• Thanks! Can you include dates for the various sources in the first block quote?
    – DonielF
    Aug 15, 2018 at 1:10
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    @DonielF you really have to read the article inside. That quote is not representative of the author's conclusion and is pretty outright misleading. He actually shows why that quote from a late 19th century siddur is mistaken and the manuscript of R H Kohen's writings includes no mention of Ledavid, while the Shem Tov Kattan actually says to say Ledavid on Mondays and Thursdays after Shmoneh Esrei, not morning and evening like you've seen
    – Double AA
    Aug 15, 2018 at 2:37
  • Why is it said during all of Ellul?
    – DanF
    Aug 15, 2018 at 14:14
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    @DanF For those who I’ve heard quote this line of reasoning they say that the same way the three Yamim Tovim are alluded to in the passage, they shoehorn Elul into the end, where it says לולא האמנתי, where לולא is אלול backwards. So basically this is a minhag that doesn’t go back so far and has a really flimsy reason behind it.
    – DonielF
    Aug 15, 2018 at 19:59
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    @DoubleAA A comment to the original article at the Seforim Blog points out that the author of the article was wrong - the previous page in Shem Tov Katan indeed says to say it every day.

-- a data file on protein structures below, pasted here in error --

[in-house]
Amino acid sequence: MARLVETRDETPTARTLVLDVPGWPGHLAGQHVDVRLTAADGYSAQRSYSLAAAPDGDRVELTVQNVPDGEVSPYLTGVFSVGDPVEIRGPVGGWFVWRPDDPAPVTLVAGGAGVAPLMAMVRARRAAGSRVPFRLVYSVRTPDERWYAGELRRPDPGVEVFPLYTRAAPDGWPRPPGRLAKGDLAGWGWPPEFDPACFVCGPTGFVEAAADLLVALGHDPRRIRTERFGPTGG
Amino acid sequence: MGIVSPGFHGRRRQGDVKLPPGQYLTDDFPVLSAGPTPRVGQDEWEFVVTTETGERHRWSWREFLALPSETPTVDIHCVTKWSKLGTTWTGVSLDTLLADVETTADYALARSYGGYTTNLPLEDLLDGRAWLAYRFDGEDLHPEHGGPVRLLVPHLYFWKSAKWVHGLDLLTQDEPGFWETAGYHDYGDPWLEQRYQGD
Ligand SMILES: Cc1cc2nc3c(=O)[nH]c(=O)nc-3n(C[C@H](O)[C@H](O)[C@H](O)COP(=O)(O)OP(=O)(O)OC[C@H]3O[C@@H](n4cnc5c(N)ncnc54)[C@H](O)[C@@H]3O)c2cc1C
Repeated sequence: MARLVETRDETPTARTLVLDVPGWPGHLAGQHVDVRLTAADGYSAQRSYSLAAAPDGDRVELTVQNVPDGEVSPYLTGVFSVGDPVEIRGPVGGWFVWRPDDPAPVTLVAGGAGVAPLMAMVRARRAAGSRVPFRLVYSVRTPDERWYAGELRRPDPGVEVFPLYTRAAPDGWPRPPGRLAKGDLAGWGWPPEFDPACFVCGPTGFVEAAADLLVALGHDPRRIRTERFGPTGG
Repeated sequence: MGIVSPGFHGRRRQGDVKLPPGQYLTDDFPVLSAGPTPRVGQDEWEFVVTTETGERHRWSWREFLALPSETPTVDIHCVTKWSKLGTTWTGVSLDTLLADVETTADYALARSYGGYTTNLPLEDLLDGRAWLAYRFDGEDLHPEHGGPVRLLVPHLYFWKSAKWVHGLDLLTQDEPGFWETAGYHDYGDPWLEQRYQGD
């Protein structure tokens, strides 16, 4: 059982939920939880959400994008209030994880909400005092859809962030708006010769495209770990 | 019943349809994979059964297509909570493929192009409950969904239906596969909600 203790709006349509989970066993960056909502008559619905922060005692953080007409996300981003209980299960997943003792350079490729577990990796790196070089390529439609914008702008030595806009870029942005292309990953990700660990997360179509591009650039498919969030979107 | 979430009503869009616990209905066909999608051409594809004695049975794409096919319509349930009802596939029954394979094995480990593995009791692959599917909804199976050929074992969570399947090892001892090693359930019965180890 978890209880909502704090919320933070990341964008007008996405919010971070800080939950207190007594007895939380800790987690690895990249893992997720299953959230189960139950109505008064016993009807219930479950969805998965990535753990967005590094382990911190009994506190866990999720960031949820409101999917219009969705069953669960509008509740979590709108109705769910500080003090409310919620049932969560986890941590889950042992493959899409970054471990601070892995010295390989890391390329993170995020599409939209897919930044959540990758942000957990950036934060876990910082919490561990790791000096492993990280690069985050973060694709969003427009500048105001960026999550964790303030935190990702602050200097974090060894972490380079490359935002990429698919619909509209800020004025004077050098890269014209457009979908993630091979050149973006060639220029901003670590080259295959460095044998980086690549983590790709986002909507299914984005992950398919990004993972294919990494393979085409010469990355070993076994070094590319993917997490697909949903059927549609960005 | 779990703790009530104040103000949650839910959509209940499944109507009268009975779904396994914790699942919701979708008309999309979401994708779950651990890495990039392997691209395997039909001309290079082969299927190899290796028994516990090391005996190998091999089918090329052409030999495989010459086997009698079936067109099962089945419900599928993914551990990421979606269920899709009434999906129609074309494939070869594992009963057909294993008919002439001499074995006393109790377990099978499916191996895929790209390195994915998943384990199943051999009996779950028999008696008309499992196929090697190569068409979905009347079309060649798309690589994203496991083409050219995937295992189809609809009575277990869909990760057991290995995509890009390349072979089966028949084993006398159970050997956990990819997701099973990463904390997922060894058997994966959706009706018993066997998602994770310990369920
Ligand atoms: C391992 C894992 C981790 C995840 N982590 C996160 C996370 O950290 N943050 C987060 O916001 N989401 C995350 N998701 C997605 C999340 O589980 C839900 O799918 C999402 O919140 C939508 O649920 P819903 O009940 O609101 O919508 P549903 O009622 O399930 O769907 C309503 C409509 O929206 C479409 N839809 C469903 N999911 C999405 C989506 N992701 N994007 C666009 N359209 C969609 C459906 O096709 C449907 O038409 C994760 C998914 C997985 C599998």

– Meir
    Sep 3, 2019 at 16:07

Likkutei Mahariach vol III quotes from Siddur R. Shabtai (R. Shabtai of Rașcov) that this psalm contains allusions to the Thirteen Attributes of Mercy, as evidenced by the thirteen mentions of the Tetragrammaton which it contains. It is thus appropriate for this time of year.

(According to Wikipedia this siddur existed in manuscript and was used as a source for a siddur published in Korets in 1794. R. Shabtai is reported to have passed away in 1745, although there is some debate in the matter.)


The Chida, in his Kuntress Sansan LeYair (perek 3:36; at the end).

יאמר מזמור לדוד ה׳ אורי וישעי כלו אחר כל תפלה מהשמ״ע מר״ח אלול עד מוצאי יוה״כ וכן בהושענא רבא וכן הוא מנהג בעה״ק חברון שהש״ץ אומר אותו אחר עלינו לשבח וכו׳ בקול רם ומה טוב לאומרו כל השנה אחר שמ״ע ולפחות כל יום האומרו בכונה אחר תפלת שחרית ימצא חיים

He cites the minhag of reciting L’Dovid after every prayer from Rosh Chodesh Elul till Motzei Yom Kippur and also on Hoshana Rabbah, and that it would be best to say it all year, at least after Shacharis.


https://www.yutorah.org/lectures/736949/Reciting-L'Dovid-Hashem-Ori,-A-Secret-History Best source I have ever seen as to why it is said

  • Please summarize it just in case the link stops working…
    – Shmuel
    Aug 21, 2023 at 15:07